A vaccine requirement for interstate travel has been discussed inside the Biden administration, but they’re not ready to pull the trigger. This would affect air travel the most, but also rail and bus as well.
This line in an @AP White House story is getting a lot of attention this morning. A White House official says mandating vaccines for interstate travel "is not under consideration at this moment." https://t.co/wCSkPl7sny
— davidshepardson (@davidshepardson) August 13, 2021
The President’s former Senior Advisor for Covid-19 was recently talking up vaccine requirements, or passports, as recently as Tuesday. It’s unlikely the U.S. government has a great way in the near-term to make real vaccine passports possible, since the data resides at the state level and it doesn’t seem like data integration, let alone getting all states to go along, would happen any time soon. Look at how many years it’s taken the government to bludgeon states into going along with REAL ID and not only are vaccine passports a political flashpoint but several Red State governors are facing upcoming primary challenges.
Hold on for 3 1/2 weeks and you will see…
— Andy Slavitt 🇺🇸💉 (@ASlavitt) August 11, 2021
Probably all that the federal government can do in mandating vaccination broadly, under current law, is to make it a requirement for interstate travel, just as the only thing the Biden administration has been able to do in mandating masks is for travel and even the legality of that is questionable. Congress seems unlikely to grant broader powers at this point, remember they didn’t even bother to do it as Congressional Democrats pushed the Biden administration to extend the eviction ban – preferring executive action of dubious legality when legislation could have bolstered that position.
I don’t expect a vaccination requirement to come to pass for two reasons.
- We may be peaking in the Delta wave now, so it’s unlikely to be put into place if they’re not doing it now.
- There’s a tremendous status quo bias in policy.
The Biden administration has shown little interest in shifting policy away from the measures put in place by the Trump administration, like bans of travelers from Europe and China, refusing to allow vaccinated Germans to enter the U.S. after testing negative for Covid-19 while welcoming unvaccinated Russians and Indonesians – though the rate of spread in Germany makes even an unvaccinated German less likely to spread the virus than an unvaccinated American in a bar. Similar policies towards immigration and oil (calling for more production by OPEC even as environmental goals would suggest the opposite) show the status quo bias of American politics.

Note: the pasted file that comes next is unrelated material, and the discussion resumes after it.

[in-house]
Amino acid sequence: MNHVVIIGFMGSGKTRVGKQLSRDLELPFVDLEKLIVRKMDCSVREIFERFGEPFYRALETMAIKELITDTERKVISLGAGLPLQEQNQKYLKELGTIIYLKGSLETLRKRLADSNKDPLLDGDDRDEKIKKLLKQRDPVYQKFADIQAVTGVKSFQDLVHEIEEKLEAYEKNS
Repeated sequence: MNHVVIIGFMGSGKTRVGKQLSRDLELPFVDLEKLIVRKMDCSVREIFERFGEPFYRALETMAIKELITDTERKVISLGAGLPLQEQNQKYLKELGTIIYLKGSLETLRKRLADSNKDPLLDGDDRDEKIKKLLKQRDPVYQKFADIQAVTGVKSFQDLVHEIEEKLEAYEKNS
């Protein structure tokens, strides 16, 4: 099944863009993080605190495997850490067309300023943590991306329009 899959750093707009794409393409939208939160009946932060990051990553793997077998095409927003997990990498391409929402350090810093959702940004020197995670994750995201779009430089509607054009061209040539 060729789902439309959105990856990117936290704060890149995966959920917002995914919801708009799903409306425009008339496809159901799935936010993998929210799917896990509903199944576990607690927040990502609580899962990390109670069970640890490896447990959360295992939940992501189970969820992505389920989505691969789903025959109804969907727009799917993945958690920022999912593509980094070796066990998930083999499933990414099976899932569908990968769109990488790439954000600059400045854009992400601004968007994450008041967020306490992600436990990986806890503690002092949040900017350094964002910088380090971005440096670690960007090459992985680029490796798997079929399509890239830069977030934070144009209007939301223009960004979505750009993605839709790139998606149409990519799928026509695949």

There was no serious discussion of tying stimulus checks earlier in the year to recipients getting vaccinated. Now the Biden administration just encourages states to offer far more modest rewards. All we’re talking about is whether schools should require masks, and not whether they’re doing enough to improve ventilation, even though mask requirements generally allow for a thin strip of paper and two strings and we don’t have effectiveness data on their combating the Delta variant. We haven’t moved beyond the crudest tools to slow the spread of the virus even after 18 months.
It is far easier to keep current policies in place, even where they don’t make sense, than to implement new ones that do. And we see that across the government, for instance in delaying booster shots of Covid-19 vaccines the government prioritizes getting more first doses in arms (current policy) when they were against prioritizing first doses in arms by delaying second doses earlier in the pandemic (also status quo policy).
We may not see it at the national level in terms of cases yet, but it’s likely the Delta wave is already peaking or will in the next couple of weeks in the places that have been hit hardest like Florida and Texas. It may then move North. But if full hospitals in hot spots haven’t led the Biden administration to place restrictions on travel for the unvaccinated, it’s unlikely that further virus spread will serve as that impetus.
A vaccination requirement for travel is also not something to expect to see come out of an airline. United Airlines CEO Scott Kirby has said that’s a matter for national policy, not for airlines on their own. And he’s been willing to go the farthest in requiring it for his own employees (but the benefit is most limited for passengers when it’s only the employees who must be vaccinated).